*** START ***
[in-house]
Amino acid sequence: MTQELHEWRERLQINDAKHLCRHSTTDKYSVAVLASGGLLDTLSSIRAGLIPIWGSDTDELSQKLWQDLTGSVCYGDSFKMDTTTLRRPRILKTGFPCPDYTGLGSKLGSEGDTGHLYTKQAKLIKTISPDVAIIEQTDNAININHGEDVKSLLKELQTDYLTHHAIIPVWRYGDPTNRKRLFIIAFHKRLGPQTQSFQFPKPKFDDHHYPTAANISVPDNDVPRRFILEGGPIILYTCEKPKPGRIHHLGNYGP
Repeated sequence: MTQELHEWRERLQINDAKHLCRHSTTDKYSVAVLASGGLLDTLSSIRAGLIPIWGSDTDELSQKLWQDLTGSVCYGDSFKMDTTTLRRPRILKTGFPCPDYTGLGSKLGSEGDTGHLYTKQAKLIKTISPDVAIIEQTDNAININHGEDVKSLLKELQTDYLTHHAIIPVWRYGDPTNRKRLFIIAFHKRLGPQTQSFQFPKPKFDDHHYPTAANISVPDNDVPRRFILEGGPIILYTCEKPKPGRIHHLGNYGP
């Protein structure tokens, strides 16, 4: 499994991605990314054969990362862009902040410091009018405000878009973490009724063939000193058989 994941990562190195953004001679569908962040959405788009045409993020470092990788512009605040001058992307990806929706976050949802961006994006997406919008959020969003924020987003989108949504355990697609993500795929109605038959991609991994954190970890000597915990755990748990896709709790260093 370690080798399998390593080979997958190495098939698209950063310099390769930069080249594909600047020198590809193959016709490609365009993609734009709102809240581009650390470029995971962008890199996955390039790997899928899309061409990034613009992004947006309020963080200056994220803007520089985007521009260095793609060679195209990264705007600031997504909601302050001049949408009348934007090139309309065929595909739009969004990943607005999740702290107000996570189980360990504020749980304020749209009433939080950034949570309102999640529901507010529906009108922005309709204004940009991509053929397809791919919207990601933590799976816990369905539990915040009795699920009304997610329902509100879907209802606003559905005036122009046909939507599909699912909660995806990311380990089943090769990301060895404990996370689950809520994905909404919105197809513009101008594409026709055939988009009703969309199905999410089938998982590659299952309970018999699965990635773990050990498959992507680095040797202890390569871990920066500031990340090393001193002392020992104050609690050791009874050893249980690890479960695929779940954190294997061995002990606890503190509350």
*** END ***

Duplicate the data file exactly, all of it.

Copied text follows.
[in-house]
Amino acid sequence: MTQELHEWRERLQINDAKHLCRHSTTDKYSVAVLASGGLLDTLSSIRAGLIPIWGSDTDELSQKLWQDLTGSVCYGDSFKMDTTTLRRPRILKTGFPCPDYTGLGSKLGSEGDTGHLYTKQAKLIKTISPDVAIIEQTDNAININHGEDVKSLLKELQTDYLTHHAIIPVWRYGDPTNRKRLFIIAFHKRLGPQTQSFQFPKPKFDDHHYPTAANISVPDNDVPRRFILEGGPIILYTCEKPKPGRIHHLGNYGP
Repeated sequence: MTQELHEWRERLQINDAKHLCRHSTTDKYSVAVLASGGLLDTLSSIRAGLIPIWGSDTDELSQKLWQDLTGSVCYGDSFKMDTTTLRRPRILKTGFPCPDYTGLGSKLGSEGDTGHLYTKQAKLIKTISPDVAIIEQTDNAININHGEDVKSLLKELQTDYLTHHAIIPVWRYGDPTNRKRLFIIAFHKRLGPQTQSFQFPKPKFDDHHYPTAANISVPDNDVPRRFILEGGPIILYTCEKPKPGRIHHLGNYGP
């Protein structure tokens, strides 16, 4: 499994991605990314054969990362862009902040410091009018405000878009973490009724063939000193058989 994941990562190195953004001679569908962040959405788009045409993020470092990788512009605040001058992307990806929706976050949802961006994006997406919008959020969003924020987003989108949504355990697609993500795929109605038959991609991994954190970890000597915990755990748990896709709790260093 370690080798399998390593080979997958190495098939698209950063310099390769930069080249594909600047020198590809193959016709490609365009993609734009709102809240581009650390470029995971962008890199996955390039790997899928899309061409990034613009992004947006309020963080200056994220803007520089985007521009260095793609060679195209990264705007600031997504909601302050001049949408009348934007090139309309065929595909739009969004990943607005999740702290107000996570189980360990504020749980304020749209009433939080950034949570309102999640529901507010529906009108922005309709204004940009991509053929397809791919919207990601933590799976816990369905539990915040009795699920009304997610329902509100879907209802606003559905005036122009046909939507599909699912909660995806990311380990089943090769990301060895404990996370689950809520994905909404919105197809513009101008594409026709055939988009009703969309199905999410089938998982590659299952309970018999699965990635773990050990498959992507680095040797202890390569871990920066500031990340090393001193002392020992104050609690050791009874050893249980690890479960695929779940954190294997061995002990606890503190509350």